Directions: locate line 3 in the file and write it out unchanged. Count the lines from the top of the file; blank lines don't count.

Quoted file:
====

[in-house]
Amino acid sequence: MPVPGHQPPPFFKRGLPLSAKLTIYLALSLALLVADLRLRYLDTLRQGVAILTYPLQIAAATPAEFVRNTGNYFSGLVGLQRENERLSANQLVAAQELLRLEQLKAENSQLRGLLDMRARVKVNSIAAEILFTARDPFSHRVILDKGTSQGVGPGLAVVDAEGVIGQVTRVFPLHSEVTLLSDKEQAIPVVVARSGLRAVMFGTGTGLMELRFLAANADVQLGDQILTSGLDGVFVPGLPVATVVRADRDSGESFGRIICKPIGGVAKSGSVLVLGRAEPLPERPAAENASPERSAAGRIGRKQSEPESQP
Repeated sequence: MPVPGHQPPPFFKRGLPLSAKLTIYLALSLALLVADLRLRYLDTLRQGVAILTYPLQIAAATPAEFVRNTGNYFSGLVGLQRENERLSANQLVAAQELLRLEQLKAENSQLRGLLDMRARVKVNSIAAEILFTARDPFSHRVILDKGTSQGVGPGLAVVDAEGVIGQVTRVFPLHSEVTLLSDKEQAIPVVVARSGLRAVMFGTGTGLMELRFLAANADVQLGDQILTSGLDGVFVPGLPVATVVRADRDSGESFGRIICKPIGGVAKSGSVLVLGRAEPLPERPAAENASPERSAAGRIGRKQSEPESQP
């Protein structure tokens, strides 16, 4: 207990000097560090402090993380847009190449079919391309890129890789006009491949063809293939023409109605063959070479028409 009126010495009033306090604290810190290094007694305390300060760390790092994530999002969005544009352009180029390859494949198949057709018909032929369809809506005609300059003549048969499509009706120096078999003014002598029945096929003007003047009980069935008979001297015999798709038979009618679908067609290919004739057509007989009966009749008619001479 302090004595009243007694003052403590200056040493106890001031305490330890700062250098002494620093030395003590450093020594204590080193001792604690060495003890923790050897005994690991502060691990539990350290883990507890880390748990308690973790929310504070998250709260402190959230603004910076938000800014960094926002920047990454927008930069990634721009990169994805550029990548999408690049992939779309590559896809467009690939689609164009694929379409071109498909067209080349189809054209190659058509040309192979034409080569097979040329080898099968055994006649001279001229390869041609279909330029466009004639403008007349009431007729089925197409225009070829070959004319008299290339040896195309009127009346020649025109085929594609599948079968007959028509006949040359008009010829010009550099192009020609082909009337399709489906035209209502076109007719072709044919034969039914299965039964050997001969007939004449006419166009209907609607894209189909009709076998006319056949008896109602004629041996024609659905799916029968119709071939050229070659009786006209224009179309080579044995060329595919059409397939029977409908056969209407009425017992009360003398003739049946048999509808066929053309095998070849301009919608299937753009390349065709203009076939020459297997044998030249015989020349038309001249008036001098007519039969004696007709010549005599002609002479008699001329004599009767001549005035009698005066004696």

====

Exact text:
Repeated sequence: MPVPGHQPPPFFKRGLPLSAKLTIYLALSLALLVADLRLRYLDTLRQGVAILTYPLQIAAATPAEFVRNTGNYFSGLVGLQRENERLSANQLVAAQELLRLEQLKAENSQLRGLLDMRARVKVNSIAAEILFTARDPFSHRVILDKGTSQGVGPGLAVVDAEGVIGQVTRVFPLHSEVTLLSDKEQAIPVVVARSGLRAVMFGTGTGLMELRFLAANADVQLGDQILTSGLDGVFVPGLPVATVVRADRDSGESFGRIICKPIGGVAKSGSVLVLGRAEPLPERPAAENASPERSAAGRIGRKQSEPESQP